The list of the world's billionaires is loaded with household names, from Bill Gates to Richard Branson, Carlos Slim to Warren Buffett. But one of the fastest up-and-coming international tycoons is a relative unknown: India's Mukesh Ambani.
That could soon change. According to Forbes, Ambani could be the richest man in the world by 2014. The 53-year old Indian mogul doesn't really have that far to go: with a personal fortune estimated at $29 billion, he is already the fourth wealthiest person in the world, behind Slim, Gates and Buffett. It also doesn't hurt that he is chairman, managing director, and the largest stockholder of fast-growing Reliance Industries, India's second-largest company with more than $44 billion in annual revenues.
Ambani's Climb to the Top
Started as a small textile business by Mukesh's father Dhirubhai Ambani in 1966, Reliance has expanded into a massive global conglomerate offering everything from petrochemicals to fabrics. The company's growth has been awe-inspiring: this year, it ranked 175th in Fortune's annual Global 500 list of the world's largest corporations, up from 264th place in 2009
With the price of petroleum likely to remain high and a strengthening economy in India fueling the stock market, Forbes asserts that Ambani's wealth will increase to $62 billion in just four years. Moreover, as economic instability continues to plague the U.S. and political instability continues to plague Mexico, Gates, Buffett and Slim all stand to lose ground as Ambani's star rises.
From left are: Mexican tycoon Carlos Slim; Microsoft chairman Bill Gates; Wall Street investor Warren Buffett; Oracle CEO Lawrence J. Ellison; Bernard Arnault, head of French luxury group LVMH; owner of the Zara clothing chain Amancio Ortega; chairman and managing director of Reliance Industries, Mukesh Ambani.
Ambani topped Forbes' list once before. In 2007, a bull run on the stock market sent Reliance's price soaring, briefly increasing Ambani's personal fortune to $63.2 billion. At the time, Carlos Slim -- the world's wealthiest man before the run -- was worth $62.3 billion, which pushed him into second place. While receding share value has sent Ambani back down to fourth place, it's reasonable to expect that his fortunes may rise again.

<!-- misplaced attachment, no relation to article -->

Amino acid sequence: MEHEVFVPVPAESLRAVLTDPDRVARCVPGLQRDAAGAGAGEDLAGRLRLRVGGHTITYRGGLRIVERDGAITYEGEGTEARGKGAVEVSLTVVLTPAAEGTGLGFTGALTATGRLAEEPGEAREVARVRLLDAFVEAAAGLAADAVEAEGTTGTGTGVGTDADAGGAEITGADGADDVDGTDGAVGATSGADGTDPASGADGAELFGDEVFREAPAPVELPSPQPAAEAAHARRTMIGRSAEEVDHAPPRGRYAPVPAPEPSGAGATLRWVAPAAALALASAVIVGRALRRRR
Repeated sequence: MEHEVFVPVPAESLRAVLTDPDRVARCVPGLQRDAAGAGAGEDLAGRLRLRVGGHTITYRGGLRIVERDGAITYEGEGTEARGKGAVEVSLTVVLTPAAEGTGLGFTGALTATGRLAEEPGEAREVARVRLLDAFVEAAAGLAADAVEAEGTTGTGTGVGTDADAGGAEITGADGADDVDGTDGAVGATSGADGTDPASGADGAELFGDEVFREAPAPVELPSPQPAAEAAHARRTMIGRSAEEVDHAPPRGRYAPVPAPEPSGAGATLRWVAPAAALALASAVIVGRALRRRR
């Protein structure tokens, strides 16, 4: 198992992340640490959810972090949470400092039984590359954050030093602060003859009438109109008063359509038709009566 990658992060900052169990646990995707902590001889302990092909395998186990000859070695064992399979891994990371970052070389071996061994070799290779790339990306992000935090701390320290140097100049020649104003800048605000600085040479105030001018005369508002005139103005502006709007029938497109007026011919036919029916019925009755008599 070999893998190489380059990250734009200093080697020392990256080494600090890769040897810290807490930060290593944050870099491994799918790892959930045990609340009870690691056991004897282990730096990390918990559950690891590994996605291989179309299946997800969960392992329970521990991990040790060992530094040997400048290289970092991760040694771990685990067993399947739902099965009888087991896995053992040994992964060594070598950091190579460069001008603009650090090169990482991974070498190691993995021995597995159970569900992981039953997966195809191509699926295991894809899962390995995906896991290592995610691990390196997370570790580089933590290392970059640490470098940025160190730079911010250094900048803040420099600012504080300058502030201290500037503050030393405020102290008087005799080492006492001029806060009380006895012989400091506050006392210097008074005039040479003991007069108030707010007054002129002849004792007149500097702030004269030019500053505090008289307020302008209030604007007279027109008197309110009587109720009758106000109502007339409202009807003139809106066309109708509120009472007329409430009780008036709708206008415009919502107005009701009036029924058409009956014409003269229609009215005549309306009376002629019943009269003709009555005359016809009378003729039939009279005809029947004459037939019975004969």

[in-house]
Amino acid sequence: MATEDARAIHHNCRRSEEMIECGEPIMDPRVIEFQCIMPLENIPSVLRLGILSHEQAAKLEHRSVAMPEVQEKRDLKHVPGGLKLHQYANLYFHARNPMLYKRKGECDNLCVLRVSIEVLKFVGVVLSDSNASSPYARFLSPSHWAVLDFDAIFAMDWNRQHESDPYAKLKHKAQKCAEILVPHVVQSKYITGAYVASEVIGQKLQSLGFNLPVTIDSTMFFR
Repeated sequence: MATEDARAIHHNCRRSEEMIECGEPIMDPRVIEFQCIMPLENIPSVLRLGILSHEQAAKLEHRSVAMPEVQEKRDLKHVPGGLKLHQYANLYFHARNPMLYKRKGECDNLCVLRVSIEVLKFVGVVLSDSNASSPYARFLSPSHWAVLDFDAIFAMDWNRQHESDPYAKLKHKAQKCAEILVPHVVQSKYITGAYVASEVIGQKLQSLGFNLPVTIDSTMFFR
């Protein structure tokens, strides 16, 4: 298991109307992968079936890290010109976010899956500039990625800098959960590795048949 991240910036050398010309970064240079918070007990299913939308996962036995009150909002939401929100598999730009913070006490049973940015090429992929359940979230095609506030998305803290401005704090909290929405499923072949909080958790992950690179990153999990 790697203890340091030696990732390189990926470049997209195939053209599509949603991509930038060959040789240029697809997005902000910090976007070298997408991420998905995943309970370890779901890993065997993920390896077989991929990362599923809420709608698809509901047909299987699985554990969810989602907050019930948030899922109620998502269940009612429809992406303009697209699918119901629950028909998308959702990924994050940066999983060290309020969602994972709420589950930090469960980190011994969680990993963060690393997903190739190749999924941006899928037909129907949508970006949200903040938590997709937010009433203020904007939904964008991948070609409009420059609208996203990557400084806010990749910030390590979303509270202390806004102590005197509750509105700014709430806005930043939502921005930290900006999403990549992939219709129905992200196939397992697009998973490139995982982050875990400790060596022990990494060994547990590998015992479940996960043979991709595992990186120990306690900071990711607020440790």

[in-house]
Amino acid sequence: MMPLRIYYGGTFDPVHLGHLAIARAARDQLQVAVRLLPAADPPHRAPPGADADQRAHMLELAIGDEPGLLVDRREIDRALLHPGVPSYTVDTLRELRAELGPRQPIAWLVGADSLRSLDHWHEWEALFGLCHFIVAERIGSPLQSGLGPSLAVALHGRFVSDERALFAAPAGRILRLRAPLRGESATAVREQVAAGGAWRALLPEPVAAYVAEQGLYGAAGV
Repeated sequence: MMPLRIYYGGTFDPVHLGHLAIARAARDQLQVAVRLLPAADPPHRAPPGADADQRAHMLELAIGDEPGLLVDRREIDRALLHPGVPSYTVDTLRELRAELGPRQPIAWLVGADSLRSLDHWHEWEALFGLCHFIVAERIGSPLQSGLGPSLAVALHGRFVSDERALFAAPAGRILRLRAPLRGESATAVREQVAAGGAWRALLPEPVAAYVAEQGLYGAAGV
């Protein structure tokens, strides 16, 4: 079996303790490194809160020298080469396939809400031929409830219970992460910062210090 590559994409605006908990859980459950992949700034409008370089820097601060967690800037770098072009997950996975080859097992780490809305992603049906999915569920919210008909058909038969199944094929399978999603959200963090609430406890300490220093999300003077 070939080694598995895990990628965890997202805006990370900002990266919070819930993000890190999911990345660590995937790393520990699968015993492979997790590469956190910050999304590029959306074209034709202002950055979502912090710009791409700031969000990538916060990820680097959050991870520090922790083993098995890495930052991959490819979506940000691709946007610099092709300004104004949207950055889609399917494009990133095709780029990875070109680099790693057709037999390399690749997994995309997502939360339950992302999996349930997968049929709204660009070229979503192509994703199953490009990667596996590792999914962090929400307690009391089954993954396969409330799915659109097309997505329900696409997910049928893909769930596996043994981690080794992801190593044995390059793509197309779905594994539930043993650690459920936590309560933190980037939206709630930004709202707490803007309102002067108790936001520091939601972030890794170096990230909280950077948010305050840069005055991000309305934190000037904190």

Ambani's steep ascent has been marred by some even steeper hurdles. After the death of Dhirubhai in 2002, Mukesh and his brother Anil Ambani fought very publicly over control of Reliance. In 2005, their mother split the conglomerate in two, forming two new companies: Reliance Industries and Reliance ADA Group. Each son took control of one of the new businesses, and the pair continued to fight until earlier this year, when they issued a truce in the form of a non-compete agreement, a move that most analysts agree will be profitable for both companies.
Beyond the sibling rivalry, Ambani also made headlines when, in 2009, he agreed to a 66% pay cut. The executive said he wanted to "set an example of personal moderation" after India's government called upon its citizens to be more austere. But even with a slashed salary, the mogul still took home an estimated $3.3 million, and his family's holdings in Reliance netted them $216 million in dividends.
By no means was Ambani roughing it. In addition to the Airbus 319 that he bought his wife in 2007, he is -- quite literally -- living large. His Mumbai home (pictured right), Antilia, is a 27-story tower that looks down on one of the poorest cities in the world. With more than 400,000 square feet, it is the world's largest home, and its price tag -- estimated to be between $1 billion and $2 billion -- makes it the world's most expensive.
Based on the Hanging Gardens of Babylon, one of the wonders of the ancient world, Antilia has three helipads, a health spa, a 50-seat theater, and a ballroom. There is also room for plenty of visitors: six floors of the house are dedicated to parking, and another floor contains a full-service garage for maintaining Ambani's vehicles. A huge house requires a huge staff, but with an estimated 600 servants, Antilia's visitors should be well taken care of.
Of course, a lot can happen in four years and Ambani may not be the richest man in the world come 2014. But with economic growth in Asia propelling more Indians and Chinese into the middle class -- and the ranks of the world's billionaires -- the face of the world's wealth is decidedly changing.